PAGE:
5. Crib Retaining Wall
6. Gabion Retaining Wall
7. Sheet Pile Retaining Wall
8. Anchored Earth Retaining Wall
9. Diaphragm Retaining Wall
10. Reinforced Retaining Earth Wall

What is the Retaining Wall and its types?

Retaining walls are structures that are beneficial in retaining the surface of the ground at different elevations on either side of the structure by resisting the lateral pressure of the earth. Whereas its types are Gravity Retaining Wall, Cantilever Retaining Wall, Counterfort Retaining Wall, Crib Retaining Wall, etc.

How many types of retaining walls are there?

Mainly there are 10 Types of Retaining Walls used to retain any type of earth component. They have been classified on the basics of the retaining structure, material used for retaining and its shape and size.

Retaining Wall

Retaining walls are rigid wall structures that supporting soil laterally help so that it can maintain the surface of the ground at different elevations on either side of the structure. If there is no retaining wall support, the soil at a higher elevation would tend to move down till it acquires its natural, stable configuration.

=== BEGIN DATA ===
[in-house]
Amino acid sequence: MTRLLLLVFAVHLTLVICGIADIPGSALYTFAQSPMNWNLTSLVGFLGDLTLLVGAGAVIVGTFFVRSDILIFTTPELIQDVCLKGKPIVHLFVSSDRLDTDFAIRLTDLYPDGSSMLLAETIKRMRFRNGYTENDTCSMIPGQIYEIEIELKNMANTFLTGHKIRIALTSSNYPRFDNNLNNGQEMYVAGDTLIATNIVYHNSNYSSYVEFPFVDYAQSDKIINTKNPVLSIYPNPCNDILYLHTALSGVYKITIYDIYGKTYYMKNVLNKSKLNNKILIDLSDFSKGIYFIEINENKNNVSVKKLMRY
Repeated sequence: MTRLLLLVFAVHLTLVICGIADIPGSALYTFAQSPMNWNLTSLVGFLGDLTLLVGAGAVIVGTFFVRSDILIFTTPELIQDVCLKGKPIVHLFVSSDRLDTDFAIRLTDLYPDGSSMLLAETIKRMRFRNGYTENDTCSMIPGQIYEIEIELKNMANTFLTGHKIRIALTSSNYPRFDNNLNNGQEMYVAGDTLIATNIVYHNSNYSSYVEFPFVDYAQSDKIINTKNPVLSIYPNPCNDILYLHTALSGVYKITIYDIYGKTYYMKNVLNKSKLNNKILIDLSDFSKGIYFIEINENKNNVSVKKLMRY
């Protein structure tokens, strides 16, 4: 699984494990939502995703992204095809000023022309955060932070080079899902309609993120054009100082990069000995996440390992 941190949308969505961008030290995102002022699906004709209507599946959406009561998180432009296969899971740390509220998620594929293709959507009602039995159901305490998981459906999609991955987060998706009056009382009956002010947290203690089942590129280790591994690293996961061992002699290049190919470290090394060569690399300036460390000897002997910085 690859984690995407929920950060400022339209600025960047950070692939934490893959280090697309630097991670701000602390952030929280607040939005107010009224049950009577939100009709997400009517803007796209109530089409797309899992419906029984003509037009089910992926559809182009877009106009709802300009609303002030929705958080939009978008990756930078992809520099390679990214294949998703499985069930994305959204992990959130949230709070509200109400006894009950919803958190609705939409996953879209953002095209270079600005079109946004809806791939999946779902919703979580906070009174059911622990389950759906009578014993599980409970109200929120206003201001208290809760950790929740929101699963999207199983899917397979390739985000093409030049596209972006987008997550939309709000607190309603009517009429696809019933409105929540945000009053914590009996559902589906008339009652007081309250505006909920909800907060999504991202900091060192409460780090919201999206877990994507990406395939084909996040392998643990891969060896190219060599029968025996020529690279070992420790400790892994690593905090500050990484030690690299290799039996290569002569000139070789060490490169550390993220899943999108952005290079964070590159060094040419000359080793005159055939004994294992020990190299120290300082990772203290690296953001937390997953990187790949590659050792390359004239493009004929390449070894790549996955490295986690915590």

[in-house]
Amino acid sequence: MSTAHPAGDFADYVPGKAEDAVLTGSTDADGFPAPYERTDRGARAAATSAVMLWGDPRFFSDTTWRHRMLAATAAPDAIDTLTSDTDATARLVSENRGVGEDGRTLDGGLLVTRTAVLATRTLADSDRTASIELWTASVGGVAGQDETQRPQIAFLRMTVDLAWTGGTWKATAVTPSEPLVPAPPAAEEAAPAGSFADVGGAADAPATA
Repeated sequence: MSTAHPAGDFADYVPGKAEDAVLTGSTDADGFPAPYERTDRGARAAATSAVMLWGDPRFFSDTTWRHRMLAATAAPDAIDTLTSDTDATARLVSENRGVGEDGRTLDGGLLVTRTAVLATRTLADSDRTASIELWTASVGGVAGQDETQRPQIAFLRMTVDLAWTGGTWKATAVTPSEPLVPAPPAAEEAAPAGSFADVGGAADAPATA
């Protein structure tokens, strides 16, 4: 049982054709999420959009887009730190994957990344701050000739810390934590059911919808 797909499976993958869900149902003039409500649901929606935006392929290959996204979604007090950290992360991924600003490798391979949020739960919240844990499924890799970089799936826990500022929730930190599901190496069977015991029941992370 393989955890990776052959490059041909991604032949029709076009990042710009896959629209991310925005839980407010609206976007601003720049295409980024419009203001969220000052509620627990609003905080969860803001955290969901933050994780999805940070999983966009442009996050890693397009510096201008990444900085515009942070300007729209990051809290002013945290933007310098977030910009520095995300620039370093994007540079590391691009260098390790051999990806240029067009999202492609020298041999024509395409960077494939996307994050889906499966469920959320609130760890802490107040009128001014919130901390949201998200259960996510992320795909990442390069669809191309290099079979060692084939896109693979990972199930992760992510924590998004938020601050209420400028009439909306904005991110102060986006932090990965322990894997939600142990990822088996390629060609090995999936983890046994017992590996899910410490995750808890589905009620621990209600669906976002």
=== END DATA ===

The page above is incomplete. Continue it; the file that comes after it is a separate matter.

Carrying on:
Different Types of Retaining Walls

Retaining Walls are broadly classified as follows,
Gravity Retaining Wall
Cantilever Retaining Wall
Counterfort Retaining Wall
Buttress Retaining Wall
Crib Retaining Wall
Gabion Retaining Wall
Sheet Pile Retaining Wall
Anchored Earth Retaining Wall
Diaphragm Retaining Wall
Reinforced Retaining Earth Wall

Gravity Retaining Wall

Gravity Retaining wall assures its stability by its own weight. These walls are majorly designed to eliminate the overturning effect of the lateral earth pressure and do not induce tensile stresses within the section. Gravity retaining walls are suitable for the low height and are not economical for large heights. It can be made from stone, bricks, mass concrete, and precast concrete blocks.

Retaining Wall Definition

Retaining walls are rigid wall structures that supporting soil laterally help so that it can maintain the surface of the ground at different elevations on either side of the structure. If there is no retaining wall support, the soil at a higher elevation would tend to move down till it acquires its natural, stable configuration.